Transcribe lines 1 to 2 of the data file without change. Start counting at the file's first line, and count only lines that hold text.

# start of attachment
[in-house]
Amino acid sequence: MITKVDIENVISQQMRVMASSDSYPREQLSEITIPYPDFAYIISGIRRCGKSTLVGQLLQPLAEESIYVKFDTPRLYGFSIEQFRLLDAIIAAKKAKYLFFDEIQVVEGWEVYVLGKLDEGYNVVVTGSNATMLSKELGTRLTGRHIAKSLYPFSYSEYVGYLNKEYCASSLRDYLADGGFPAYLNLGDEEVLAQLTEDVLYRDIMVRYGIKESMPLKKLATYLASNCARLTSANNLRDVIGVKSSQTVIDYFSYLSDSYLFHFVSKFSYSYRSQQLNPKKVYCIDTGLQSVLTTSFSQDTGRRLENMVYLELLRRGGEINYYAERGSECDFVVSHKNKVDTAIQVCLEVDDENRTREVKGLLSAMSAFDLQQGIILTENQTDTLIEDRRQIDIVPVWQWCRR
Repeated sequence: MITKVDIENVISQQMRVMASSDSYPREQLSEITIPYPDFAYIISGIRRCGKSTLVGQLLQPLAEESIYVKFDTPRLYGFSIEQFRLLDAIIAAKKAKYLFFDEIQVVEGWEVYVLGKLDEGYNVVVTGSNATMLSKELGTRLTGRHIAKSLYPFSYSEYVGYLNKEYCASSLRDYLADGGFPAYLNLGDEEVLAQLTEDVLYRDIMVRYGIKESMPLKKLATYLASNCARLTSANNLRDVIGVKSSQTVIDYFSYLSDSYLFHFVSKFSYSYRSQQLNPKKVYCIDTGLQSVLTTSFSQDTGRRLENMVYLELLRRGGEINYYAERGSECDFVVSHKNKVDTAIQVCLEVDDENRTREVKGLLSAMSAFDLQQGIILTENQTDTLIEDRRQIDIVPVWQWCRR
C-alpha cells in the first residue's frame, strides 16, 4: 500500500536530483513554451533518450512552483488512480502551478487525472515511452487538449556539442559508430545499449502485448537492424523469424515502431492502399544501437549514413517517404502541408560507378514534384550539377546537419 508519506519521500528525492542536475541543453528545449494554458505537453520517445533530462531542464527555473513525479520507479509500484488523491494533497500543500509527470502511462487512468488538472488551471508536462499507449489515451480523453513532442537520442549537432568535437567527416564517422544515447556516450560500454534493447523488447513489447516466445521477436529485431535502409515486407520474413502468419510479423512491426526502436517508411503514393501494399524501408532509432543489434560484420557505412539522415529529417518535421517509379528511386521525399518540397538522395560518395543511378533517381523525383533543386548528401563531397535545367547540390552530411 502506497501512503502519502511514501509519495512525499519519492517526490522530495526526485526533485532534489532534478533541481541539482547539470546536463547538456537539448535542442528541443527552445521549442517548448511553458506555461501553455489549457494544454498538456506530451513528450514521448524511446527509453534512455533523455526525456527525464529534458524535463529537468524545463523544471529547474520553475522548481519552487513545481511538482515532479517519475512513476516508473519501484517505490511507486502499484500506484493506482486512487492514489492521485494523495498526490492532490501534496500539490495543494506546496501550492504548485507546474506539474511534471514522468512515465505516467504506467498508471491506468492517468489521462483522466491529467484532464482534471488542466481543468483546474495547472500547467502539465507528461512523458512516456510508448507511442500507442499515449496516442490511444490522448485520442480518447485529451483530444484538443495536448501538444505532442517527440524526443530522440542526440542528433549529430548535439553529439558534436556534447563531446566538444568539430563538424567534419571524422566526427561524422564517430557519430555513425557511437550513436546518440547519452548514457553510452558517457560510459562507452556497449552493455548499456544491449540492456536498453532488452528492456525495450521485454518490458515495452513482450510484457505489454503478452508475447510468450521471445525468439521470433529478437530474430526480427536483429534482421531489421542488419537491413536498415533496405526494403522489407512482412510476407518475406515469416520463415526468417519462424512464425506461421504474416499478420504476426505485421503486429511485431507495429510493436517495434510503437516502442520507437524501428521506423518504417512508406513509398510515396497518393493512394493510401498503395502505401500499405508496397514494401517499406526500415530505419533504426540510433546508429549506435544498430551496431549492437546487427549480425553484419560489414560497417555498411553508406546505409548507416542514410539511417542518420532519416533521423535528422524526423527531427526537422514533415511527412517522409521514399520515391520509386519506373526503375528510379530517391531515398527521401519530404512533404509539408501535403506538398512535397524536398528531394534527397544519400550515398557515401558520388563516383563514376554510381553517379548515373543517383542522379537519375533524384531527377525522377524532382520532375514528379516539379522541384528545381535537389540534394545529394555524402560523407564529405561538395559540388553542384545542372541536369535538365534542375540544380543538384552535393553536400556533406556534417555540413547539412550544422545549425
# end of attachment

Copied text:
[in-house]
Amino acid sequence: MITKVDIENVISQQMRVMASSDSYPREQLSEITIPYPDFAYIISGIRRCGKSTLVGQLLQPLAEESIYVKFDTPRLYGFSIEQFRLLDAIIAAKKAKYLFFDEIQVVEGWEVYVLGKLDEGYNVVVTGSNATMLSKELGTRLTGRHIAKSLYPFSYSEYVGYLNKEYCASSLRDYLADGGFPAYLNLGDEEVLAQLTEDVLYRDIMVRYGIKESMPLKKLATYLASNCARLTSANNLRDVIGVKSSQTVIDYFSYLSDSYLFHFVSKFSYSYRSQQLNPKKVYCIDTGLQSVLTTSFSQDTGRRLENMVYLELLRRGGEINYYAERGSECDFVVSHKNKVDTAIQVCLEVDDENRTREVKGLLSAMSAFDLQQGIILTENQTDTLIEDRRQIDIVPVWQWCRR